Most people research online before they purchase. That could take the form of looking up prices, options, or educating themselves on the product or service they’re in the market for. Many buyers also use a business website to verify hours, availability, make reservations, etc. During the holiday season people are busier than ever and it’s common to check things out online before getting in a car. If your website isn’t easy to navigate, with important information front and center, you may be missing out on a host of customers. Here’s how you can ensure it’s in good shape.
10 Things You Should Do Right Now for a Better Business Website
Most of the changes below are things you can implement quickly but you should also make sure that your website is user friendly, loads quickly, and looks great on mobile. If it doesn’t meet those requirements, work on those basics first
Make sure you have the following things clearly accessible on your website:
- What you do and where you do it. This isn’t a mystery novel, it’s your business website. Make sure it’s clear to your audience what you do within the first few seconds of scanning. Remember some people will search for your site and they’ll want to make sure they have the correct business. Include your address, complete with city and state in a prominent place.
- Your hours. Your hours of operation must be visible and updated for the holidays. Don’t leave anyone wondering if you’re open. If you’re offering special holiday hours, call attention to that.
- Specials not only bring people in because of the increased value but they also make the website feel fresh and exciting.
- If there’s a well-known impediment to buying from you (such as finding parking in a crowded downtown), do your best to allay those fears or make suggestions on your site of how to work around them (like buying with you online or pointing out your delivery service). Change your content to reflect how easy it is to buy from you. That’s what people are looking for this time of year.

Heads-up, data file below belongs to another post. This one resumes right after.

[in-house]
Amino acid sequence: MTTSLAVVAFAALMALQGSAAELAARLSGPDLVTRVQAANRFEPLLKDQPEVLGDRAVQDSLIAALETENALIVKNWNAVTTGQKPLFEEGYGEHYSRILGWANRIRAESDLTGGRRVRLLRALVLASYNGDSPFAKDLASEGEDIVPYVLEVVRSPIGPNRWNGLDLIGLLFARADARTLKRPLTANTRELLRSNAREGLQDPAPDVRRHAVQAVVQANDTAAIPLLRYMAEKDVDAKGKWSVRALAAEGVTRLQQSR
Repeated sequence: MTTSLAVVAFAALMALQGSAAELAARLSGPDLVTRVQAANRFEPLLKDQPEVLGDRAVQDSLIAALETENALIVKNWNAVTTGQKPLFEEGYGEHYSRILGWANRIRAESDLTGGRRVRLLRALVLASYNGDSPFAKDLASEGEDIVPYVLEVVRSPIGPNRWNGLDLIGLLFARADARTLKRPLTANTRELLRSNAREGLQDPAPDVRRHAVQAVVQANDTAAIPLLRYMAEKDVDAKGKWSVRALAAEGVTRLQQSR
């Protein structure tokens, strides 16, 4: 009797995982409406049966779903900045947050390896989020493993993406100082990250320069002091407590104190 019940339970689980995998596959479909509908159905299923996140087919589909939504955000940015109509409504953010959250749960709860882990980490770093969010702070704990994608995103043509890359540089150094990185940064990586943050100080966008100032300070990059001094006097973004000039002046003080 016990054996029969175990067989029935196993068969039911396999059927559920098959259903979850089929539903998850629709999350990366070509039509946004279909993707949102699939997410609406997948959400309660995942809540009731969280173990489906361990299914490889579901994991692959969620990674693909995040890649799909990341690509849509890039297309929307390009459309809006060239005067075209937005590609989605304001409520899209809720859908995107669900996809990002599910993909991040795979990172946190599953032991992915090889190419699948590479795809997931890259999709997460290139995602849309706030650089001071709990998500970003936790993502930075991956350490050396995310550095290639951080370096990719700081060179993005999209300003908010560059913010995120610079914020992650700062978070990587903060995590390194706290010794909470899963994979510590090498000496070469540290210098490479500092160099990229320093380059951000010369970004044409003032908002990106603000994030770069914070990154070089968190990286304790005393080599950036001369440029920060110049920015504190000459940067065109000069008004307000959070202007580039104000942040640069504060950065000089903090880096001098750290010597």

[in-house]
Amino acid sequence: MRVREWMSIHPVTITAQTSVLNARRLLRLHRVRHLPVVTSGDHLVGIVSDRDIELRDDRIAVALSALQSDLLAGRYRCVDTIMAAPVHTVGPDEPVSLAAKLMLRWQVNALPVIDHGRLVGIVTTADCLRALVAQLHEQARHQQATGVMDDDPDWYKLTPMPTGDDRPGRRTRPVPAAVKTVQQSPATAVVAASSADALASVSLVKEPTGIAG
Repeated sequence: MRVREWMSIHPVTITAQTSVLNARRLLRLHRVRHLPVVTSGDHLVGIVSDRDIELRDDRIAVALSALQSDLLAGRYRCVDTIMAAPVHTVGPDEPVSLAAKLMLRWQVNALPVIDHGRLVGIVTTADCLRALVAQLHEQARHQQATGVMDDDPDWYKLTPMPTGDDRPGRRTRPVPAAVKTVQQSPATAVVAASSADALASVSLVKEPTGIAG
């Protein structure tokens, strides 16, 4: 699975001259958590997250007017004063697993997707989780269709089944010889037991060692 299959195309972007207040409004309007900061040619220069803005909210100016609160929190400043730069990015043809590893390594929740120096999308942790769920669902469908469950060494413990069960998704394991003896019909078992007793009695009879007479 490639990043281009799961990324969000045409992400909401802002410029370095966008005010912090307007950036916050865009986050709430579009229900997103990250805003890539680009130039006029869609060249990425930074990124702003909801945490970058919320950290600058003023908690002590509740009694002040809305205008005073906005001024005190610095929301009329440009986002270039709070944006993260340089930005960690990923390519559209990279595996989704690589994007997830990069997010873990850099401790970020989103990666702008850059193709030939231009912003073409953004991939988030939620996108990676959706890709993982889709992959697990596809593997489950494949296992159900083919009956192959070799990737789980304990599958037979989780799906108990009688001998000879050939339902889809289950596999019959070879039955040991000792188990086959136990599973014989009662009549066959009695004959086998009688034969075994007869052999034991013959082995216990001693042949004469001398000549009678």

- Eye candy. If your business is decorated for the holidays, include pictures of that on your site. If not, create graphics on your specials that include holiday designs.
- Deadlines. If you offer online shopping or take custom orders, make holiday deadlines clear. Add a countdown clock or other bold notification of the deadline for the order to ensure Thanksgiving or Christmas delivery.
- The desired path for customers. Add content that solves a visitor’s problem and leads them to next steps (a purchase) such as a gift buying guide, how-to instructions for getting the best fit, etc. Highlight items or services in your business that fit common purchasing goals or needs like “perfect teacher’s gift” or “pamper yourself in a busy season with…”
- Good links. While you’re sprucing up your site, take a quick look at your links. Fix the broken ones. Bad links are frustrating for site visitors.
- Social sharing buttons. Social sharing buttons are a necessity year-round but especially during the holidays. Some online shoppers want to share the experience (and the deals!) with friends and family. Ensuring your content is easily sharable is the best way to encourage this and increase your audience.
- Video. Video helps people visit your business virtually, put a face with a name, and makes people feel like they know you, which feels very welcoming. Your videos do not have to be formal, high-production video ads. Many businesses are seeing success by simply filming 30-second walk throughs on new merchandise.
Prepping your business for the holiday season is essential but don’t forget your website while you’re at it. A stale website can make people wonder if you’re still open for business. And that’s no way to impress the holiday crowd.
Christina Metcalf is a writer/ghostwriter who believes in the power of story. She works with small businesses, chambers of commerce, and business professionals who want to make an impression and grow a loyal customer/member base. She loves road trips, hates exclamation points, and believes the world would be a better place if we all had our own theme song that played when we entered the room. What would yours be?